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This is Part 3 of a new blog series to reignite a conversation about poverty in Washington state.
As Washington State policymakers consider the education funding challenges before them, they should remember that quality early childhood education forms the foundation for future success in school and gives families with low incomes economic stability. The proposed Early Start Act presents a unique opportunity during this legislative session to increase investments in policies that we know work for kids and families.
High-quality, reliable early-learning opportunities set both children and their families up for success. Parents who can go to work knowing that their child is in a safe and nurturing environment are more productive. And kids who benefit from experiences that support their healthy development – intellectually, emotionally and socially – are more likely to arrive at kindergarten ready for success.
When parents struggle to find affordable, high-quality care for their children, the entire family suffers. In Washington state, child care costs can eat up more than a quarter of a family’s monthly income – one of the many reasons why 71 percent of 3- and 4-years-olds from low-income backgrounds do not attend preschool in our state. This not only impairs the education and development of our kids, it also means parents struggle to find stable employment, putting the entire family at risk.
This doesn’t have to be the story in Washington state. In fact, we have several tools at our disposal to ensure that all kids and families in our state can have access to high-quality, affordable early learning opportunities that meet the needs of families from all economic and cultural backgrounds.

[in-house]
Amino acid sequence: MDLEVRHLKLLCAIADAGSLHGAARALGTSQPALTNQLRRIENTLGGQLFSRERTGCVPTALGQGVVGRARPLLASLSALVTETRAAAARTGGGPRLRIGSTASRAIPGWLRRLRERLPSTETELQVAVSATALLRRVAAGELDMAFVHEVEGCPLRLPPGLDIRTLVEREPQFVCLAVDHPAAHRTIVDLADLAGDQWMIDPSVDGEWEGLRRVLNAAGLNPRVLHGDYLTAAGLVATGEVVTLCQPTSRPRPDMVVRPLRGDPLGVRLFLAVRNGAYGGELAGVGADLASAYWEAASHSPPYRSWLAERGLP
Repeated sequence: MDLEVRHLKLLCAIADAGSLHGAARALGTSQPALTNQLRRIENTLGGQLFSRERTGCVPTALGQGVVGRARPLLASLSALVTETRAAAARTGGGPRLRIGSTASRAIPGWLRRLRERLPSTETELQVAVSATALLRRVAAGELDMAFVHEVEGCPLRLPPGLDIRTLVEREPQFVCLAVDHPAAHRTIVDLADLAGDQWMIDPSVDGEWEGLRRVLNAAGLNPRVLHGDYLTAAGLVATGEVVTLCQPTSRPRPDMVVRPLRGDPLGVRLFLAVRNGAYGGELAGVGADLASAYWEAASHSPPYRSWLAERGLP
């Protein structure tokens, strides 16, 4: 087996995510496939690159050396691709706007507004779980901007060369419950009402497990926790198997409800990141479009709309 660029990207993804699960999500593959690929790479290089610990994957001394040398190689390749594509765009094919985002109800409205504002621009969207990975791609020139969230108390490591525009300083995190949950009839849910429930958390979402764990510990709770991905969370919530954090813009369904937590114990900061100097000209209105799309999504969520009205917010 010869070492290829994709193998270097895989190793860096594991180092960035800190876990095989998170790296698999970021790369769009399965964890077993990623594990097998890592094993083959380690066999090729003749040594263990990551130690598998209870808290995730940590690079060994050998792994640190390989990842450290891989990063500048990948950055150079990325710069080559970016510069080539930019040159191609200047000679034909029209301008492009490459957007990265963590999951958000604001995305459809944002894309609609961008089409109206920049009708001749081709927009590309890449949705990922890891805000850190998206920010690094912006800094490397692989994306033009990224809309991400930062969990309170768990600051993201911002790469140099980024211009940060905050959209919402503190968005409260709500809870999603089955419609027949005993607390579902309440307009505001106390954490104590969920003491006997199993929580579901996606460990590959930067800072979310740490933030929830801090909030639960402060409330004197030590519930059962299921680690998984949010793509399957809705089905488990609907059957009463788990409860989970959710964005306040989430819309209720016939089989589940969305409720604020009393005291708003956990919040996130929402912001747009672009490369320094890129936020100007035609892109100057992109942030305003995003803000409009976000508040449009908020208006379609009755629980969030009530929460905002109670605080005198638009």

The Early Start Act would move Washington state in the right direction by (see factsheet below):
The Early Start Act is a great place to start, but policymakers can supplement this investment and truly set our kids and families up for continued success by also investing in programs and policies like home visiting programs, infant and early childhood mental health consultation, dual language immersion, and Reach Out and Read.
While access to high-quality early learning opportunities is vital for a family’s current and future success, it is just one of the many factors affecting the economic security of families with low and moderate incomes in Washington state. Our kids and families also need access to safe and affordable housing, transportation, nutritious food, and healthcare. Throughout session we will continue to highlight opportunities available to policymakers and why a two-generation approach – one that focuses on children and their families together – can put all Washingtonians on a path to greater prosperity.
For more information on the two generation approach, read the first post in our series. Click here to download a printable version of the early childhood education infographic. To learn more about what policymakers can do to improve access to high quality early learning during this upcoming session, take a look at the Early Learning Action Alliance (ELAA) legislative agenda.
The Budget and Policy Center staff would like to thank Jennifer Jennings-Shaffer, Early Learning Policy Director from the Children’s Alliance, and Katy Warren, Deputy Director from the Washington State Association of Head Start and ECEAP, for their contributions to this post.